A MAN has slammed cops claiming they investigated the theft of his £30,000 BMW X5 for just 20 minutes.

Ray Sharman, 53, from Chelmsford, said thieves used a keyless device to steal his luxury car in the early hours of March 25.

He said police were called at around 4.30am to report the car stolen and was told a police officer would be in touch and was given a crime reference number.

Ray claims the following day, he received two letters from the police - one letter opening the case and another closing it.

Ray, a commercial executive, said: "The first one to tell us that we reported the crime and the crime was officially open and the second one was that they had closed the case because they had nothing else to investigate.

"They delivered both letters at the same time, it came in the post - lucky I opened it in the right order otherwise I wouldn't have read it correctly.

"It's bizarre really isn't it, what has probably happened is somebody has had a cheeky peek outside the window and couldn't find it and then said we will send a letter to close it.

"They washed their hands with it, it is like they worked with us for 20 minutes.

"It was almost like the car has been stolen, here is your crime reference number and that is it.

"There is obviously no attention that has gone into it, no effort into finding the car, no updates, no nothing whatsoever."

Essex police said they haven't closed the case "as any additional information received in relation to the incident will be looked into and investigated where appropriate."

Ray's wife Suzanne, who works in education, had called the police several times after receiving the letters in which they said there were no updates despite them mentioning their neighbours had CCTV looking down their road.

He added: "They have done nothing, I don't know what they have done. They just don't want any unsolved cases on their records.

"Not one person has come round and said are you OK. Some people get emotional and scared about these things, there is no follow up.

"Alright, my cars gone, but there is nothing to stop finding out what's going on to try and prevent it.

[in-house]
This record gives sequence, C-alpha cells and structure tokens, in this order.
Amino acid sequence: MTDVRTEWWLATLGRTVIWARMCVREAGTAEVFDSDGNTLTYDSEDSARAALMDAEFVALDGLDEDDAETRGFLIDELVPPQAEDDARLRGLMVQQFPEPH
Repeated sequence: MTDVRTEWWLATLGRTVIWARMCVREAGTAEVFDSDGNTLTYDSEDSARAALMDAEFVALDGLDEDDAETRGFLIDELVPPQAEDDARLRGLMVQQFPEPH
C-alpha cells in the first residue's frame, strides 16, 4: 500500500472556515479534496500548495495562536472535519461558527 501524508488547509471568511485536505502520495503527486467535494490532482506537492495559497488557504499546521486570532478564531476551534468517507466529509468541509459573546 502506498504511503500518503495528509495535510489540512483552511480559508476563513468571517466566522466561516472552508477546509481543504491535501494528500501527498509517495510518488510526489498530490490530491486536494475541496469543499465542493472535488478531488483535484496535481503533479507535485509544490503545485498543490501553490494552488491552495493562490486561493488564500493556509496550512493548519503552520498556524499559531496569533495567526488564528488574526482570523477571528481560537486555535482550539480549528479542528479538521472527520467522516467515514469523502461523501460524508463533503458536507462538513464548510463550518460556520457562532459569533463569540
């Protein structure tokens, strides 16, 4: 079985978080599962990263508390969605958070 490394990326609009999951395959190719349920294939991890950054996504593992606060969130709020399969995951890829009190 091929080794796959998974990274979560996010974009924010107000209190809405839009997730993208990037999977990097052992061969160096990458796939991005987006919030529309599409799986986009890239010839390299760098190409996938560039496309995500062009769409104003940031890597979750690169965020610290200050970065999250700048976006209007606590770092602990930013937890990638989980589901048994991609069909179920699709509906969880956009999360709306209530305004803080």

"I just don't know what the police service are doing anymore.

"There has been no phone call or anything to us. They have just been completely unhelpful. There is a lack of effort with the police and they are just not interested in crime.

"I can't believe the people who joined the people force joined to do what they are doing."

The parents-of-two boys, aged 25 and 20, have been living in Chelmsford, for around 15 years and said they felt that crime in the area has "got worse" over time.

He believes it is because "the people above the police" are not prioritising crime in the area.

Ray added: "It is not so much that we blame the police officers, because we don't. "It is the people above.

"What are the police doing, what are we paying them for?

"There is no proof that they are battling up against the gangs.

"There are drug dealers around and doing anything they want".

An Essex police spokesperson said: "We assess every call we receive according to threat, harm and risk posed, the vulnerability of those involved and the investigative opportunities available to us.

"This determines if crimes are allocated to an officer for further investigation.

"When a crime is filed, it means that there are currently no other lines of enquiries for our officers to follow up upon.

"It doesn't mean that the crime has been closed as any additional information received in relation to the incident will be looked into and investigated where appropriate."

The criticism follows a series of controversial moves with Essex police which have faced a number of budget cuts over the previous years.

Essex Police chief constable Stephen Kavanagh previously said a lack of police funding should be treated "as a matter of shame" which is reducing officers' ability to prevent and detect crime in the way they would like.

The force has lost 484 neighbourhoods officers and PCSOs combined since 2012 - a 61 per cent drop in five years.

In December 2015, it was announced that 15 police stations would be closed.

Mr Kavanagh said he was pleased there were now more than 3,000 officers but numbers should be nearer 3,400, to deal with digital crime, domestic abuse and burglary.